Nicholas O’Leary pushes plein air painting to its limits by making works at the dead of night, deep in snow and out in the wilderness as well as capturing more traditional street scenes, summery coastlines and calming forests. His work encompasses a rare and incredibly skilled rendering of time and movement – we caught up with him to find out more about how his practice of painting outside has influenced his general views on painting.
Debbie: Your plein air paintings somehow manage to capture landscapes in a fleeting, rare state of equilibrium – your careful depiction of these moments really give a sense of all the noise, movement and uncontrollable factors that had to balance and come together to form such an intimate, still and beautiful moment. How do you achieve this when working from a subject that’s constantly changing in front of you and what makes you choose your subjects?
Nicholas: Thank you, I’m sure any painter that works en plein air would be thrilled to hear that. Choosing the subject for me goes hand in hand with image design and composition. So I rarely go out painting with a specific subject in mind. Rather, I pick an area and then go out hunting for a composition. Finding these compositions for me is what I struggle with the most. Sargent said that he could find something to paint anywhere. This thought haunts me every time I find myself walking for hours or the entire day without starting a painting.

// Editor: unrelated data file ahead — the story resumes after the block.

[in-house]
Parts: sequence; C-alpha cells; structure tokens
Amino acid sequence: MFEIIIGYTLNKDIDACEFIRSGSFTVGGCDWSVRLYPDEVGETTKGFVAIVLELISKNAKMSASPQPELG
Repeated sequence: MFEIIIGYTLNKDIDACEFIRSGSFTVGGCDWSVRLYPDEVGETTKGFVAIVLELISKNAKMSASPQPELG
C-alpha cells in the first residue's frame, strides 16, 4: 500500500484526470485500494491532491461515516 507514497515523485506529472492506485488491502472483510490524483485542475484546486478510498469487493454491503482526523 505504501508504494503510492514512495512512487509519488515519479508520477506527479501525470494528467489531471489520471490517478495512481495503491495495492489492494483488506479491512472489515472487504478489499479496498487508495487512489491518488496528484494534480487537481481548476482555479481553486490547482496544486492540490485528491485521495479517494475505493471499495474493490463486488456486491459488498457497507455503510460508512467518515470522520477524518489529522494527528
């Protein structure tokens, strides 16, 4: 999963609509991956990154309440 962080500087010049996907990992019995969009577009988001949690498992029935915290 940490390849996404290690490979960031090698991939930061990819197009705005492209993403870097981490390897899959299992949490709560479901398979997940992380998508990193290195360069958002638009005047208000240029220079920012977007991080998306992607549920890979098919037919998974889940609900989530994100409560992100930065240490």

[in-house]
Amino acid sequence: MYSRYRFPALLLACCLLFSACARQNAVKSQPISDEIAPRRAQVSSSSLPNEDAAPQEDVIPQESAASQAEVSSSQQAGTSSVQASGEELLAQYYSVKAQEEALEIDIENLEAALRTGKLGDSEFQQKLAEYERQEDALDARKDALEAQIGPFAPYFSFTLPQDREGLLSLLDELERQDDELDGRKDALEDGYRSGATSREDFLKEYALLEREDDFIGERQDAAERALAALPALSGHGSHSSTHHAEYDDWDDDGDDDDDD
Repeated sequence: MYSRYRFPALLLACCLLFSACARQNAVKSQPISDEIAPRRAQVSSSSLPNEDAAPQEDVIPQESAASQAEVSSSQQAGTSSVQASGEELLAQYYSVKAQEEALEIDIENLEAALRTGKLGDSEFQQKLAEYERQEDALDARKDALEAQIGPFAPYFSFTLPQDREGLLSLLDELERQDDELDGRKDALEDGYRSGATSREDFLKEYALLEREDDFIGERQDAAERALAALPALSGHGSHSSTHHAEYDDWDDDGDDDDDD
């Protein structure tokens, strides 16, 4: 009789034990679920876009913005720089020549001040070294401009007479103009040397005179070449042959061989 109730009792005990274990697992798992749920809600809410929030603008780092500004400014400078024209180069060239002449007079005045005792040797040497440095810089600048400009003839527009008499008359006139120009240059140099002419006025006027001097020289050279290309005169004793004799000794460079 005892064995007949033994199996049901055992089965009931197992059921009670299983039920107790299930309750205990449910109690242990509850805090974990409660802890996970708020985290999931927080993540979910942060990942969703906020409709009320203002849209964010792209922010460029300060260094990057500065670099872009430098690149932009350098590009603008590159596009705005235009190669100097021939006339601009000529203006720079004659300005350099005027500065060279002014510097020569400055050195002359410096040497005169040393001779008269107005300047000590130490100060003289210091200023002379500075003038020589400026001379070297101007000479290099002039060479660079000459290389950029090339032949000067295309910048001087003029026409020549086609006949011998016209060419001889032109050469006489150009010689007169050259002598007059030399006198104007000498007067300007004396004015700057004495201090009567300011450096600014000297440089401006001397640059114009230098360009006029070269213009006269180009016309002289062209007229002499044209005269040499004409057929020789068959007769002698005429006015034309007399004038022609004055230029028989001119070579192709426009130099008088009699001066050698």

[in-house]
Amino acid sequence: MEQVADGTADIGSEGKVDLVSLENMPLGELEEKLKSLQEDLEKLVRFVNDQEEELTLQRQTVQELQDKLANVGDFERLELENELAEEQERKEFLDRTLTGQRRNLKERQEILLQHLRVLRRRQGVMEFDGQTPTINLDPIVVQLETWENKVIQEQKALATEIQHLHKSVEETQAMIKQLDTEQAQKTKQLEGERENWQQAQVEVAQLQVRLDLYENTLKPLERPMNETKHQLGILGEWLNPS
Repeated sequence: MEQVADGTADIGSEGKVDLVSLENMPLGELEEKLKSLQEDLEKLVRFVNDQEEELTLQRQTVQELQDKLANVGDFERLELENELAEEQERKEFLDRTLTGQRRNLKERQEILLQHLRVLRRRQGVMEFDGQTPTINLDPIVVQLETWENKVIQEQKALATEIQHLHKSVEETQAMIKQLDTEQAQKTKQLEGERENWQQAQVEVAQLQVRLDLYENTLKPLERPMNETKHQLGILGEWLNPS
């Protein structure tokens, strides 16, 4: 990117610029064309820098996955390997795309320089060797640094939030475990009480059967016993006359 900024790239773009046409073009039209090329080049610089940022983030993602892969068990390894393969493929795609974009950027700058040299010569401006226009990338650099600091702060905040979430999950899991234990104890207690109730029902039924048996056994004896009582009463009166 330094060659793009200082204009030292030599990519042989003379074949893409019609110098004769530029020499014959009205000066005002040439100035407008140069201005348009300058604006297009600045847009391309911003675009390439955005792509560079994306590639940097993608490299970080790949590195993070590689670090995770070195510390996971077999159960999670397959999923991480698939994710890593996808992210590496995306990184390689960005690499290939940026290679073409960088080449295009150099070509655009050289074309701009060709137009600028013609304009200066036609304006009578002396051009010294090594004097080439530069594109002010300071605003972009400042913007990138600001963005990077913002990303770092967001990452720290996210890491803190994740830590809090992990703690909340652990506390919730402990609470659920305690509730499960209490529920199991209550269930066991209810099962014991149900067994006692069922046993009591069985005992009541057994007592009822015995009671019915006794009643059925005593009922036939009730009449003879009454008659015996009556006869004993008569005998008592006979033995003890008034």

For me, the way the overall image is designed is the single biggest contributing factor to the subsequent success or failure of a painting.
The dynamic nature of painting outside adds difficulty in the hunt for a composition as it may be a moment which has not yet arrived but will probably or potentially arrive. For example, one can roughly approximate where shadows will begin to fall in an hours time, and what elements will begin to catch the light.
To give the illusion of catching a moment in time the different elements in the painting need to all look as if they were captured in paint at the same time. This means they need to look like they have the same light direction and colour, the same atmospheric effects, etc. Is the sun going to stay out until the end of the painting? If so how much will the sun angle change in the next few hours? Where will this change be most visible? And when and how should this part of the painting be approached? Of course dealing with these issues is a challenge and usually requires some speedy painting in a strategic way.